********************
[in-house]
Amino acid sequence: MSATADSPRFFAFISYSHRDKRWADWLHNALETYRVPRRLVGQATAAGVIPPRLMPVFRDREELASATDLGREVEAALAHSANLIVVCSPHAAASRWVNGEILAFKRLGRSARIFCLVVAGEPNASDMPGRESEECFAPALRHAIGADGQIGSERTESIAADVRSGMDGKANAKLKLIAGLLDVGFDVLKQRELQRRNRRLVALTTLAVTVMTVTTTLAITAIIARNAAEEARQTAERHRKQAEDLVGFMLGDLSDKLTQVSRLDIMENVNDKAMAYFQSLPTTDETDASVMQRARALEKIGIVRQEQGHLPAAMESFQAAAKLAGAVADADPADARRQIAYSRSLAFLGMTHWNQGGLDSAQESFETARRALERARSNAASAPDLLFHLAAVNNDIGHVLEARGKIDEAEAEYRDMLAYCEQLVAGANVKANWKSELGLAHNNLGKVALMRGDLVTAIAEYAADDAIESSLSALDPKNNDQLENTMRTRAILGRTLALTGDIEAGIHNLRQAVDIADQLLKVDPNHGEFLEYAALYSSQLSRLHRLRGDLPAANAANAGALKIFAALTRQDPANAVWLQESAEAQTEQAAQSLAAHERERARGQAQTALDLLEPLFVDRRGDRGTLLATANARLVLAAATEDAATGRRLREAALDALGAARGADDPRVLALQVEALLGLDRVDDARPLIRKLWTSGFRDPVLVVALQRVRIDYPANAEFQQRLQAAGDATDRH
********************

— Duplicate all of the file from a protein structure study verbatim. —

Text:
[in-house]
Amino acid sequence: MSATADSPRFFAFISYSHRDKRWADWLHNALETYRVPRRLVGQATAAGVIPPRLMPVFRDREELASATDLGREVEAALAHSANLIVVCSPHAAASRWVNGEILAFKRLGRSARIFCLVVAGEPNASDMPGRESEECFAPALRHAIGADGQIGSERTESIAADVRSGMDGKANAKLKLIAGLLDVGFDVLKQRELQRRNRRLVALTTLAVTVMTVTTTLAITAIIARNAAEEARQTAERHRKQAEDLVGFMLGDLSDKLTQVSRLDIMENVNDKAMAYFQSLPTTDETDASVMQRARALEKIGIVRQEQGHLPAAMESFQAAAKLAGAVADADPADARRQIAYSRSLAFLGMTHWNQGGLDSAQESFETARRALERARSNAASAPDLLFHLAAVNNDIGHVLEARGKIDEAEAEYRDMLAYCEQLVAGANVKANWKSELGLAHNNLGKVALMRGDLVTAIAEYAADDAIESSLSALDPKNNDQLENTMRTRAILGRTLALTGDIEAGIHNLRQAVDIADQLLKVDPNHGEFLEYAALYSSQLSRLHRLRGDLPAANAANAGALKIFAALTRQDPANAVWLQESAEAQTEQAAQSLAAHERERARGQAQTALDLLEPLFVDRRGDRGTLLATANARLVLAAATEDAATGRRLREAALDALGAARGADDPRVLALQVEALLGLDRVDDARPLIRKLWTSGFRDPVLVVALQRVRIDYPANAEFQQRLQAAGDATDRH